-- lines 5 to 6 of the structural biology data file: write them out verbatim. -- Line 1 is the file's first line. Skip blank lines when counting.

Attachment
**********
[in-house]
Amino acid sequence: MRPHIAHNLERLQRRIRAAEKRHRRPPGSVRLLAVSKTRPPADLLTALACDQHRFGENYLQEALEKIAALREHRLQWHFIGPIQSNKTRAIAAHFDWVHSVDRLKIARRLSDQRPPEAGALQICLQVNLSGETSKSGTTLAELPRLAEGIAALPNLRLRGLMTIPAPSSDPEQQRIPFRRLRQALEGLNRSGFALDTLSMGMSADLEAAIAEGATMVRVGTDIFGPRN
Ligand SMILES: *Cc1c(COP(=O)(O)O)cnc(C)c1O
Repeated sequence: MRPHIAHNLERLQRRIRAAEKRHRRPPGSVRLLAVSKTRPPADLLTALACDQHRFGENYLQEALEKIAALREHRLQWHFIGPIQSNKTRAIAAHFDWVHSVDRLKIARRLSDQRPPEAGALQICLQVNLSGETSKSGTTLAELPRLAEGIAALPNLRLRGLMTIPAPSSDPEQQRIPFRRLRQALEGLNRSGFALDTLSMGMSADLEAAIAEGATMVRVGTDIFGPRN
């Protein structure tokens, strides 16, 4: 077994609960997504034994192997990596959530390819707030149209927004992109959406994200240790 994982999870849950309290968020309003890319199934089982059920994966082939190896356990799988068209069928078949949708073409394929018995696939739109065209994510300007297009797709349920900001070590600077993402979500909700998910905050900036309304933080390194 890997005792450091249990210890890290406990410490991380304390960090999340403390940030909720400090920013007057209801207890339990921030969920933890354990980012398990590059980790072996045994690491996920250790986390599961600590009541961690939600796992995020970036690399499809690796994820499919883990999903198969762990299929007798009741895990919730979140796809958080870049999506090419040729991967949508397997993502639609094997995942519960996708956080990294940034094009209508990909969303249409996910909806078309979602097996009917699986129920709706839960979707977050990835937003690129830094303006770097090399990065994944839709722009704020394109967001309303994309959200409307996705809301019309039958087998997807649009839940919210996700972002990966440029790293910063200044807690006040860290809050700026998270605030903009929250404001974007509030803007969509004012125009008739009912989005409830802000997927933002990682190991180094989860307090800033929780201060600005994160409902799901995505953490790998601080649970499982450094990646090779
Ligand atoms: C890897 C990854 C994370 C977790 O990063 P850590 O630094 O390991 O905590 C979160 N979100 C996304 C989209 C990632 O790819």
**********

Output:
């Protein structure tokens, strides 16, 4: 077994609960997504034994192997990596959530390819707030149209927004992109959406994200240790 994982999870849950309290968020309003890319199934089982059920994966082939190896356990799988068209069928078949949708073409394929018995696939739109065209994510300007297009797709349920900001070590600077993402979500909700998910905050900036309304933080390194 890997005792450091249990210890890290406990410490991380304390960090999340403390940030909720400090920013007057209801207890339990921030969920933890354990980012398990590059980790072996045994690491996920250790986390599961600590009541961690939600796992995020970036690399499809690796994820499919883990999903198969762990299929007798009741895990919730979140796809958080870049999506090419040729991967949508397997993502639609094997995942519960996708956080990294940034094009209508990909969303249409996910909806078309979602097996009917699986129920709706839960979707977050990835937003690129830094303006770097090399990065994944839709722009704020394109967001309303994309959200409307996705809301019309039958087998997807649009839940919210996700972002990966440029790293910063200044807690006040860290809050700026998270605030903009929250404001974007509030803007969509004012125009008739009912989005409830802000997927933002990682190991180094989860307090800033929780201060600005994160409902799901995505953490790998601080649970499982450094990646090779
Ligand atoms: C890897 C990854 C994370 C977790 O990063 P850590 O630094 O390991 O905590 C979160 N979100 C996304 C989209 C990632 O790819």